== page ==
One of the most uplifting events to take root during COVID-19’s stay-at-home mandates was D-Nice’s Club Quarantine. The DJ’s game-changing live sets became a culture-raising fixture on Instagram for celebs and music fans alike over the last year, attracting millions thanks to his masterful curation of R&B, soul and hip-hop classics. Last night (Aug. 29), D-Nice brought his online party to the Hollywood Bowl — and kept the house rocking for three hours.
The first stop in a road show series staged in partnership with Live Nation Urban (next up: Brooklyn, Sept. 2; Atlanta, Sept. 3), Club Quarantine Live at the Bowl co-starred Common, the Isley Brothers, Deborah Cox and Trey Songz, among others. Donnie Wahlberg and Chris Spencer co-hosted the sold-out affair during which D-Nice’s deft spinning coupled with the artists’ lively and passionate performances kept the exuberant crowd on its feet the entire time.
A pre-show video montage featuring comments from Club Quarantine fans not only set the evening’s tone but also paid homage to D-Nice for the relief, hope and fun his trips down memory lane provided as the pandemic and social unrest took their toll. Noted one fan, “I don’t know how I would have made it; [Club Quarantine] was a sanctuary.” Added another, “Club Q gave me a new ideology of what life is … If you stay authentic, humble and true to yourself, good guys will always win.”
Holding court atop a tall platform wearing a white suit and ever-present hat (starting with gray and changing later to red), good guy D-Nice kicked off the show with Sister Sledge’s fitting “Lost in Music.” From there he segued into a medley that had the Bowl audience singing along at the top of their lungs: Stevie Wonder’s “Do I Do,” Prince’s “I Wanna Be Your Lover,” Mary J. Blige’s “Just Fine,” Patrice Rushen’s “Haven’t You Heard” and Michael Jackson’s “Wanna Be Startin’ Somethin’.” Between his solo spins, D-Nice welcomed special guests into his VIP section: two white couches located on each side of the stage.
Deborah Cox had fans cheering ecstatically during her powerful performance of her hits “Sentimental” and “Nobody’s Supposed to Be Here”; surprise performer Tank (previously announced artists Amerie and Carl Thomas didn’t appear) winningly crooned his way through a sexy and grown set featuring “Maybe I Deserve,” “Please Don’t Go” and “When We.” Trey Songz raised that bar to the next level with the sensual and searing “Can’t Help But Wait,” “Can’t Be Friends” and “Neighbors Know My Name.”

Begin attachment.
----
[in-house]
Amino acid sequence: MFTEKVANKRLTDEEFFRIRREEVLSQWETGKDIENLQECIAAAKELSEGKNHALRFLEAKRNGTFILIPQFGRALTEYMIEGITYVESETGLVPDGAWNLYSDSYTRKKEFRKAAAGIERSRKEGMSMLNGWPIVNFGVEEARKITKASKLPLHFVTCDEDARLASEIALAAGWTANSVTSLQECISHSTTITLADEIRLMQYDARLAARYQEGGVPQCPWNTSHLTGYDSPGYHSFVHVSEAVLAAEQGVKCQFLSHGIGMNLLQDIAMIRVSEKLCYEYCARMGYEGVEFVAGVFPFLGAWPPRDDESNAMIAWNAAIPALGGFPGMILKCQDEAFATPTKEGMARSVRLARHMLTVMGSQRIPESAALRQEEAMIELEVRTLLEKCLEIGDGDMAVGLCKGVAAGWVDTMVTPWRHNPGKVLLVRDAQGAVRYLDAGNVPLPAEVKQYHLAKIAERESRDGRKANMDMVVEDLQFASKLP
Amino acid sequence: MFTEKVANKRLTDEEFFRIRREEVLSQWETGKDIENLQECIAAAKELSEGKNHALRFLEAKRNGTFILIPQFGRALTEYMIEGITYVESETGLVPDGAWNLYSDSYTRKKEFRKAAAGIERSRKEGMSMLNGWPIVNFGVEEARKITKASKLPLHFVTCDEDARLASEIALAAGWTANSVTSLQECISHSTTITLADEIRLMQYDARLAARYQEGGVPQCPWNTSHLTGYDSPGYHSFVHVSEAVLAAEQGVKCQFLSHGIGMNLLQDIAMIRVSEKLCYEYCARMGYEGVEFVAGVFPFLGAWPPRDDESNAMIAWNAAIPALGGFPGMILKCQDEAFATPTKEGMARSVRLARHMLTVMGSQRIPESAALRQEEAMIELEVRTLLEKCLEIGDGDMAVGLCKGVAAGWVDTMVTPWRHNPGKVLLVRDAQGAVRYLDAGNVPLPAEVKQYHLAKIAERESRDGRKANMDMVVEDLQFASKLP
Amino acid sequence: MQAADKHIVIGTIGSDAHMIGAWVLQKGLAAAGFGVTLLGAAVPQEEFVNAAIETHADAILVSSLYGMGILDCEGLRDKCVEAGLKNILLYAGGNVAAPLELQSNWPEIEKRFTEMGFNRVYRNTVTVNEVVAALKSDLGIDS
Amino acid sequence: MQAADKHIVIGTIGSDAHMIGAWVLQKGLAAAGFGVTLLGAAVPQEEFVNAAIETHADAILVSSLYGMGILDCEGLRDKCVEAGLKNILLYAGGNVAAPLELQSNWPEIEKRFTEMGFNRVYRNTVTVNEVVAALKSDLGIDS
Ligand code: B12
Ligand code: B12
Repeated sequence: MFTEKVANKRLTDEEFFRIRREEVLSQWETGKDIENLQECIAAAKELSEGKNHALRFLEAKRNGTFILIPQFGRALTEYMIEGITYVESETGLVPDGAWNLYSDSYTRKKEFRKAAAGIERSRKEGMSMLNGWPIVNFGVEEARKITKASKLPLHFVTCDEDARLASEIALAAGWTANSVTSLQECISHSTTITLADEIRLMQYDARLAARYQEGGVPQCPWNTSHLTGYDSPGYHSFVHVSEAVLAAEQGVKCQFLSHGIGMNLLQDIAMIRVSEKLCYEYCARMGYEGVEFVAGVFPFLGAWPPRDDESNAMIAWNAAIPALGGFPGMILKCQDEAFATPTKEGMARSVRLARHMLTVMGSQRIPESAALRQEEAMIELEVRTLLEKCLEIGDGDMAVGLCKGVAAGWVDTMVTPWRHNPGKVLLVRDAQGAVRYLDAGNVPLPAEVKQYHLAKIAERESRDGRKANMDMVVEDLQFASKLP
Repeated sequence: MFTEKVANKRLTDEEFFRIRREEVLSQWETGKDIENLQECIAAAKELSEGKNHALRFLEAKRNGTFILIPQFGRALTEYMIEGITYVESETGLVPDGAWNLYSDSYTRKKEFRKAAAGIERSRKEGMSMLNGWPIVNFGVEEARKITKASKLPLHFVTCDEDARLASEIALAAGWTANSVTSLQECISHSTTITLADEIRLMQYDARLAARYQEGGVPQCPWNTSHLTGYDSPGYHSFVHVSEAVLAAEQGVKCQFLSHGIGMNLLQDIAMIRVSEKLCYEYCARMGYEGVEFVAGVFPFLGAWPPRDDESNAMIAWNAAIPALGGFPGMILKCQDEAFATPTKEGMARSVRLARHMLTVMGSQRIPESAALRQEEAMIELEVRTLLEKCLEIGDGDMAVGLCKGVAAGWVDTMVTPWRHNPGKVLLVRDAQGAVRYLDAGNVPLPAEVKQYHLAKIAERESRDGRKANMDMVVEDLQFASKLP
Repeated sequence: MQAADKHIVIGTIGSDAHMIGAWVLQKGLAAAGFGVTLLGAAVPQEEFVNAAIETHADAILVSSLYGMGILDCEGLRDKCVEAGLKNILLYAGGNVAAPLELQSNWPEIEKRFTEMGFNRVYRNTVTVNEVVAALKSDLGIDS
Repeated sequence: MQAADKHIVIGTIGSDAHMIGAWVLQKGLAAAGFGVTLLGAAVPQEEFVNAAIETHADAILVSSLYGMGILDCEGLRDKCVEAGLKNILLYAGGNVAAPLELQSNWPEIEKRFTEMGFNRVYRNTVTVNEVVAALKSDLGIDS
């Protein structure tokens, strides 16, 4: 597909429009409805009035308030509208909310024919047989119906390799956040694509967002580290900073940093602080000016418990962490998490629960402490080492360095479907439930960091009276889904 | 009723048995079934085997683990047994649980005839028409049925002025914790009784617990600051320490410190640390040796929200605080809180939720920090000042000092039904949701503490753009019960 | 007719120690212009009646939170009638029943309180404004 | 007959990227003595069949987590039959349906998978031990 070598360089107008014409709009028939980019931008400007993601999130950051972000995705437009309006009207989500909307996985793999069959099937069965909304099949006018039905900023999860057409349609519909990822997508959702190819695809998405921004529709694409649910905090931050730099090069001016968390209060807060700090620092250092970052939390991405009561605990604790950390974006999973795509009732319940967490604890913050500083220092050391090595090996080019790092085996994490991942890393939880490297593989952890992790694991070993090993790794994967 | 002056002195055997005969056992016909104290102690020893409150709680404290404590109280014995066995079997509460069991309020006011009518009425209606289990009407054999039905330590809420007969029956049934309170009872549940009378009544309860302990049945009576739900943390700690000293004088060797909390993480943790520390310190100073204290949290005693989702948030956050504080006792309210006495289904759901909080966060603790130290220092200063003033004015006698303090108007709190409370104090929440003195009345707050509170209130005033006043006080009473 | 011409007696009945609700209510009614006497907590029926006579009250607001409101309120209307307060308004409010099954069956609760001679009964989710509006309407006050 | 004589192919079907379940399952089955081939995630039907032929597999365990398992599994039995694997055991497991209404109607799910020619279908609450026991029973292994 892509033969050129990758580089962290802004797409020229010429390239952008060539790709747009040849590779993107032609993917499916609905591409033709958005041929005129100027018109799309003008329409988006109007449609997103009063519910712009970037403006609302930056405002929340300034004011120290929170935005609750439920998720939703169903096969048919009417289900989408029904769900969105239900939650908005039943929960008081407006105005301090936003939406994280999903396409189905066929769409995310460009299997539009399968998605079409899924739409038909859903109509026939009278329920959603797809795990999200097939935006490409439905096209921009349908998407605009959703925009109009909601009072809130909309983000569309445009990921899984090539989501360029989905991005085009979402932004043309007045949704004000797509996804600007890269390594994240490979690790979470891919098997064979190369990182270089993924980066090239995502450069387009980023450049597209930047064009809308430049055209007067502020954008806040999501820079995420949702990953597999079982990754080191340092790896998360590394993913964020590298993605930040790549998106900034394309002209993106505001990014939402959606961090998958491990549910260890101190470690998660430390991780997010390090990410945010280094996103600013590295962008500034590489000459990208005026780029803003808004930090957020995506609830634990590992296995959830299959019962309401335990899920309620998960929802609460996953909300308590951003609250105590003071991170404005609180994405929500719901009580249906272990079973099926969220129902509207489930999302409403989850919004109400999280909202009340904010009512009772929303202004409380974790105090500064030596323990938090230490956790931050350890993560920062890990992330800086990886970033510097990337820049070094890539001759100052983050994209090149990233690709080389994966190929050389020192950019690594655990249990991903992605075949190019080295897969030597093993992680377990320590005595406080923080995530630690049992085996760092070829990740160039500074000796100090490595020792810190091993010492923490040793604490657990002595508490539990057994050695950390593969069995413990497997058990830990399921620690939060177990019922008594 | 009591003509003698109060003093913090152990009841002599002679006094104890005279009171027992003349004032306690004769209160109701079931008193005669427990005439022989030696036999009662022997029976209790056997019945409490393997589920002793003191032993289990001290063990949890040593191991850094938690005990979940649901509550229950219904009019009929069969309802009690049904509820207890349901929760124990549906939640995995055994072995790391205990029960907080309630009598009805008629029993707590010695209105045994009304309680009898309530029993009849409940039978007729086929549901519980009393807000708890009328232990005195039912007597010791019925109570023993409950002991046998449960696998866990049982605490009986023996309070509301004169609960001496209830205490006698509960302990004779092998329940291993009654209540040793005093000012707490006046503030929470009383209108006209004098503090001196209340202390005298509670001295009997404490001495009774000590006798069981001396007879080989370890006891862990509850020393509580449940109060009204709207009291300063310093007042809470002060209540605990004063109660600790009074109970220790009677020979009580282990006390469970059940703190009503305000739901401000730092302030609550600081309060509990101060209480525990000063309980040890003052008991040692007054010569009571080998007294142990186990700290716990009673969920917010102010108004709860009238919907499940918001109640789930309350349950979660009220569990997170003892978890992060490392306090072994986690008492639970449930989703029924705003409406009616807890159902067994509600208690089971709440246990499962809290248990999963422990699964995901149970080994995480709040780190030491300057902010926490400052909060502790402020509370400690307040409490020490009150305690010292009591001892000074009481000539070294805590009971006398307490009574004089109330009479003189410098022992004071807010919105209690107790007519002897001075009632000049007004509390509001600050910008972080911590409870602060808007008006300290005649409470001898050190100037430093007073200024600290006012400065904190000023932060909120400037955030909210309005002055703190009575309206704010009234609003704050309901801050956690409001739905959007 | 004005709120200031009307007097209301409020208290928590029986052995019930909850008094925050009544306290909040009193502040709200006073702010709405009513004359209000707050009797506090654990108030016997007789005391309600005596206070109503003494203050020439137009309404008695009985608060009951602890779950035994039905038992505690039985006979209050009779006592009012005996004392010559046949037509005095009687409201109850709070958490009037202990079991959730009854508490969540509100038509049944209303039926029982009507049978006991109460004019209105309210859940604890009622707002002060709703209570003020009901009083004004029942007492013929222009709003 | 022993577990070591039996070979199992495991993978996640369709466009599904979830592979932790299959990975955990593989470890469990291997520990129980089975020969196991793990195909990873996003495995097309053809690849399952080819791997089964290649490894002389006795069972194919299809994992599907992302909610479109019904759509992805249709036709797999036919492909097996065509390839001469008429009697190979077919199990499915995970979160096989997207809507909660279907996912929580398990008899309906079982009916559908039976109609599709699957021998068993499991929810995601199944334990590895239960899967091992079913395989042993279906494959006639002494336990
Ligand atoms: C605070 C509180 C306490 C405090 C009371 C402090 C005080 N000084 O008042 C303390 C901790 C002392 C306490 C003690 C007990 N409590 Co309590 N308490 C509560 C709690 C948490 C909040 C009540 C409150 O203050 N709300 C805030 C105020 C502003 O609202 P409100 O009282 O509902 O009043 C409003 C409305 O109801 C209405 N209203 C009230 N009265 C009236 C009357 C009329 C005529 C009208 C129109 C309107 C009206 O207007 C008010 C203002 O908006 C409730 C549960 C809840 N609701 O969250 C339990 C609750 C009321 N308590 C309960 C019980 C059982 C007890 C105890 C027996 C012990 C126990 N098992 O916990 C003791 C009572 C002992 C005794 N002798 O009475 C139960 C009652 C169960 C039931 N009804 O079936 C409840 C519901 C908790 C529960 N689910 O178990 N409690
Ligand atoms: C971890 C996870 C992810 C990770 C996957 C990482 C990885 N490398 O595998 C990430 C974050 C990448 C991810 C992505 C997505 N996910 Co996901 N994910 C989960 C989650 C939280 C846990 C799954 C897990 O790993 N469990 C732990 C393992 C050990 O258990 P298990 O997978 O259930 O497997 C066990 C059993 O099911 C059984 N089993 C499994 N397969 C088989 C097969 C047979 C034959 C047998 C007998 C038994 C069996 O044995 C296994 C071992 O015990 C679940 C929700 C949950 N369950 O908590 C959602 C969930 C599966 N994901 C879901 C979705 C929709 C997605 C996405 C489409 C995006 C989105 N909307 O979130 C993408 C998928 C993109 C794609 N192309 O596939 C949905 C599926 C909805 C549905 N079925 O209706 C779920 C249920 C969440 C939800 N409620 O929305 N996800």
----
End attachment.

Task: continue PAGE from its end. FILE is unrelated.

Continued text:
Earlier in the show, emerging star Kiana Ledé sang her platinum-certified “Ex” and the vibey “Rather Be.” She’s the featured guest on the latter, D-Nice’s latest singe from his forthcoming album. Giving thanks for surviving a tumultuous year, gospel singers Karima Kibble and Erica Campbell propelled a spirited praise and worship session that included Mary Mary’s 1999 classic “Shackles” (Praise You).”
Letting his spinning and the fervent audience sing-alongs do most of the talking, D-Nice further revved up the crowd with an homage to his New York City stomping grounds (Puff Daddy’s “All About the Benjamins,” JAY-Z’s “I Just Wanna Love You [Give It 2 Me]”) and HBCU’s (E.U’s “Da Butt”). He closed the inaugural Club Quarantine Live with another Sister Sledge track, “Thinking of You (Dimitri From Paris Remix).” Explained D-Nice, “This is the song that got us — the Club Quarantine family — through the last year.”
Among other choice Club Q moments:
Double Icons: Not one but two mighty legends hit the Club Q stage — the Isley Brothers and George Clinton. Garbed in a glittery cape, No. 34 Lakers jersey and silver helmet-type hat, chief of funk Clinton engaged the delighted audience with riffs on verses and choruses from three of Parliament-Funkadelic’s best-known hits: “(Not Just) Knee Deep,” “Flash Light” and “Atomic Dog.” Helping to close out the show’s last hour, brothers Ronnie and Ernie commanded the stage during a too brief, two-song performance: the sultry “Footsteps in the Dark” and seductive “Between the Sheets.” Resplendent in white — Ronnie dressed in a suit accessorized by a matching chapeau and gold-topped black cane in hand; Ernie in a white head scarf, white pants and silver vest — the siblings adeptly showed that age ain’t nothing but a number.
The Audience: It was difficult to discern who was having the most fun — the artists or the audience. But the audience perhaps had the edge. After 18 months of a forced hiatus, the party-starved crowd was ready to let loose, especially after co-hosts Wahlberg and Spencer hit the stage tot he opening beats of Dr. Dre’s “The Next Episode.” From there it was all systems go as candid shots of fans going to town dancing and singing flashed across the giant video screens flanking the stage. One such fan: This Is Us star Sterling K. Brown during D-Nice’s homage to his New York City stomping grounds with Puff Daddy’s “It’s All About the Benjamins” and JAY-Z’s “I Just Wanna Love U (Give It 2 Me).”
Star Trio: “This is the party of all parties, right?” declared Common who took the stage after Clinton for a strong set that included him breakdancing and performing his timeless mantra “The Light.” Then the rapper and the funk guru returned to sing along with the ever-fierce Sheila E. during her riveting take on “The Glamorous Life,” which she wrapped with a compelling, standing ovation-earning drum solo.
Salute to Biz Markie: One of the night’s most touching and ethereal moments occurred during D-Nice’s tribute to hip-hop pioneer Biz Markie. Requesting a minute of silence, the DJ/rapper proclaimed that “without Biz, I wouldn’t be on this stage right now. He inspired me to come back. So shine a light right now for Biz Markie.” The sea of camera phone lights shining across the entire venue as the crowd chanted the hook to Markie’s “Just a Friend” spoke volumes.
soul, classic soul, motown,